On Aug 8, 2016 The Guardian reported: Situation for the gay community deteroriates as ministers partially ban lubricants and restrict pro-gay charities
Tanzania’s justice minister has announced controversial new plans to suspend the registration of any charity or NGO that supports homosexuality.
Claiming that he was protecting the “culture of Tanzanians”, Harrison Mwakyembe’s announcement comes just days after the country’s health minister imposed a partial ban on the import and sale of lubricants to discourage gay men from having sex and “curb the spread of HIV”.
The sudden crackdown has come as a surprise in a country that has until recently been tolerant of its LGBT community. Unlike in neighbouring Uganda – where pride events were disrupted by the police last week – Kenya and Zimbabwe, gay Tanzanians have not experienced the same levels of violence and discrimination, and politicians have until now generally ignored the topic.
James Wandera Ouma, the founder and executive director of LGBT Voice Tanzania, one of the only registered organisations openly promoting LGBT rights, has said the plans are proof that “the environment for the LGBT community is very bad right now and it’s getting worse.”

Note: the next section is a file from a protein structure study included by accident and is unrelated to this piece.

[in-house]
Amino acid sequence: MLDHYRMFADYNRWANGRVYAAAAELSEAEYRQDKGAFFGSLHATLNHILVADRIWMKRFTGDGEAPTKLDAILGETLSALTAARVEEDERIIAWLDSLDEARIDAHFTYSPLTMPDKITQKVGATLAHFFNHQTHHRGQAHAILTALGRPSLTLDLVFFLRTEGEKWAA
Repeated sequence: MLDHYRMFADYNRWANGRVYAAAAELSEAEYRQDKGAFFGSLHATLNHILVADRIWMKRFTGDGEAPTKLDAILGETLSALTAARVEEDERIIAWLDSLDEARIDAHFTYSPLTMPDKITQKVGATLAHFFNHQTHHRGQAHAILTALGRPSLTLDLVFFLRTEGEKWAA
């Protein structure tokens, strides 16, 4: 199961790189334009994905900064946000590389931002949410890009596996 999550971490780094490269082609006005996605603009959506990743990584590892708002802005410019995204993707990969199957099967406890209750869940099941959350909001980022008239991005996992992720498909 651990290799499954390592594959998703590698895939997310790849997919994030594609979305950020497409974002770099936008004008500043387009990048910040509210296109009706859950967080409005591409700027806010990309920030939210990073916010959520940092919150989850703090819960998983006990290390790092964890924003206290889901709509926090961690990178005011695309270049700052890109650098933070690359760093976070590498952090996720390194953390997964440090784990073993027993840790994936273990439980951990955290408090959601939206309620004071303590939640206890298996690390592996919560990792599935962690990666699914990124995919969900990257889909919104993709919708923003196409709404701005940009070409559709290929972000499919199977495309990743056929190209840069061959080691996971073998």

Ouma said that the political mood shifted in early July, when Paul Makonda, the regional commissioner for Dar es Salaam, the country’s biggest city, told citizens during a religious rally that he had started a crackdown against gay people.
Makonda said he would use social media platforms like Instagram and Facebook to identify and arrest people suspected of being gay.
“If there’s a homosexual who has a Facebook account, or with an Instagram account, all those who ‘follow’ him, it is very clear that they are just as guilty as the the homosexual,” he told a cheering crowd.
Ouma said since Makonda’s speech he knows of at least 20 men who have been arrested by police outside bars and clubs popular with the gay community. He said the men have now been released, but face charges of sex-work and loitering.
Though gay sex is a criminal offence punishable by life imprisonment, there is no law prohibiting homosexuality in Tanzania. As a result, Ouma said that many LGBT people in Tanzania have been able to lead relatively normal lives free from harassment and violence until now.
“Makonda has made people believe that it is now OK to hate LGBT people, especially gay men. He has planted a hate that was not there before,” Ouma said.
The speech was followed by several homophobic editorials in popular newspapers and this month a local television station was forced to apologise by the government for running an interview with a gay man.